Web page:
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The Use of LiDAR in Understanding the Ancient Maya Landscape

Caracol and Western Belize

Published online by Cambridge University Press:  16 January 2017

Arlen F. Chase
Affiliation:
Department of Anthropology, University of Central Florida, Orlando, FL 32816 (arlen.chase@ucf.edu)
Diane Z. Chase
Affiliation:
Department of Anthropology, University of Central Florida, Orlando, FL 32816 (diane.chase@ucf.edu)
Jaime J. Awe
Affiliation:
Department of Anthropology, Northern Arizona University, Flagstaff 86011 (jaimeawe@yahoo.com)
John F. Weishampel
Affiliation:
Department of Biology, University of Central Florida, Orlando, FL 32816 (john.weishampel@ucf.edu)
Gyles Iannone
Affiliation:
Department of Anthropology, Trent University, Peterborough, Ontario, Canada K9J 7B8; giannone@trentu.ca
Holley Moyes
Affiliation:
School of Social Science, University of California at Merced, Merced, CA 95343 (hmoyes@ucmerced.edu)
Jason Yaeger
Affiliation:
Department of Anthropology, University of Texas, San Antonio, TX 78249 (jason.yaeger@utsa.edu)
M. Kathryn Brown
Affiliation:
Department of Anthropology, University of Texas, San Antonio, TX 78249 (kathryn.brown@utsa.edu)

Abstract

The use of airborne LiDAR (Light Detection and Ranging) in western Belize, Central America, has revolutionized our understanding of the spatial dynamics of the ancient Maya. This technology has enabled researchers to successfully demonstrate the large-scale human modifications made to the ancient tropical landscape, providing insight on broader regional settlement. Before the advent of this laser-based technology, heavily forested cover prevented full coverage and documentation of Maya sites. Mayanists could not fully recover or document the extent of ancient occupation and could never be sure how representative their mapped and excavated samples were relative to ancient settlement. Employing LiDAR in tropical and subtropical environments, like that of the Maya, effectively provides ground, as well as forest cover information, leading to a much fuller documentation of the complexities involved in the ancient human-nature interface. Airborne LiDAR was first flown over a 200 km2 area of the archaeological site of Caracol, Belize, in April 2009. In April and May 2013 an additional 1,057 km2 were flown with LiDAR, permitting the contextualization of the city of Caracol within its broader region and polity. The use of this technology has transformed our understanding of regional archaeology in the Maya area.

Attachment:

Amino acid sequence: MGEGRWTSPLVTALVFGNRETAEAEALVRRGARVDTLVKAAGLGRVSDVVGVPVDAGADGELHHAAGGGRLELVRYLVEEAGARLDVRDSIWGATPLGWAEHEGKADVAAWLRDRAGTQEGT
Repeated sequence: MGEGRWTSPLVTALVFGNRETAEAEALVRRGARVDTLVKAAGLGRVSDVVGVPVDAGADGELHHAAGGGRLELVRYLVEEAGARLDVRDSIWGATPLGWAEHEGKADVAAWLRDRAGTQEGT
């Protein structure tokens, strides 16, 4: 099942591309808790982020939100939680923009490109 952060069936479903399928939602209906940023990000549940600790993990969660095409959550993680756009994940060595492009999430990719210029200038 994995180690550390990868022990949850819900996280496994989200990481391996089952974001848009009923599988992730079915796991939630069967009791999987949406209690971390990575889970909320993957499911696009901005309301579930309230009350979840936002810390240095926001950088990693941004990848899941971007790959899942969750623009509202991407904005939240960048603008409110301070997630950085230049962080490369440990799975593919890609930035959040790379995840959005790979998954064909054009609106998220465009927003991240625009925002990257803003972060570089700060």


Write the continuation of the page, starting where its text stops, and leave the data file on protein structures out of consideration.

El uso de LiDAR (Light Detection and Ranging) instalado en un avión y sobrevolando el oeste de Belice en América Central, ha revolucionado nuestra comprensión de la din·mica espacial de los antiguos mayas y ha ayudado significativamente a establecer comparaciones con otras civilizaciones tropicales. Esta tecnologÌa ha permitido a investigadores demostrar con éxito las modificaciones humanas a gran escala realizadas en el antiguo paisaje tropical, revelando información sobre los patrones de asentamiento de una amplia región. La densidad y la extensión de la ocupación documentada por el LiDAR tienen implicaciones para los modelos sociales y polÌticos de la época cl·sica maya (550-900 d.C.). Antes de la llegada de esta tecnologÌa basada en l·ser, la densa cubierta forestal impedÌa la cobertura completa y la documentación de los lugares arqueológicos mayas. Mayanistas no podÌan recuperar plenamente o documentar el grado de ocupación antigua y nunca podÌan estar seguros de cu·n representativas eran sus muestras mapeadas y excavadas en relación al antiguo asentamiento. El empleo de LiDAR en ambientes tropicales y subtropicales, como el de los mayas, nos ofrece de manera efectiva información del terreno, tanto como la de la cubierta forestal, lo que lleva a una documentación mucho m·s completa de las complejidades involucradas en la antigua interfaz hombre-naturaleza. El LiDAR aerotransportado sobrevoló por primera vez en abril de 2009 un ·rea de 200 kilómetros cuadrados de la zona arqueológica de Caracol, Belice. Estos datos revitalizaron la arqueologÌa del paisaje del ·rea maya, proporcionando una imagen completa de una antigua ciudad—sus asentamientos, centros administrativos y rituales, caminos y terrazas agrÌcolas. En abril y mayo del 2013 una sección adicional de 1.057 kilómetros cuadrados fueron sobrevolados con LiDAR, asi permitiendo la contextualización de la ciudad de Caracol dentro de su región general fÌsica y polÌtica. Cuando se combina esta información con datos detallados de la excavación arqueológica, LiDAR proporciona un recurso sin precedentes para el an·lisis de las din·micas a largo plazo de la relación hombre-naturaleza en relación al aumento, el mantenimiento, y la caÌda de la antigua sociedad maya.

Type
Research Article
Copyright
Copyright © Society for American Archaeology 2014

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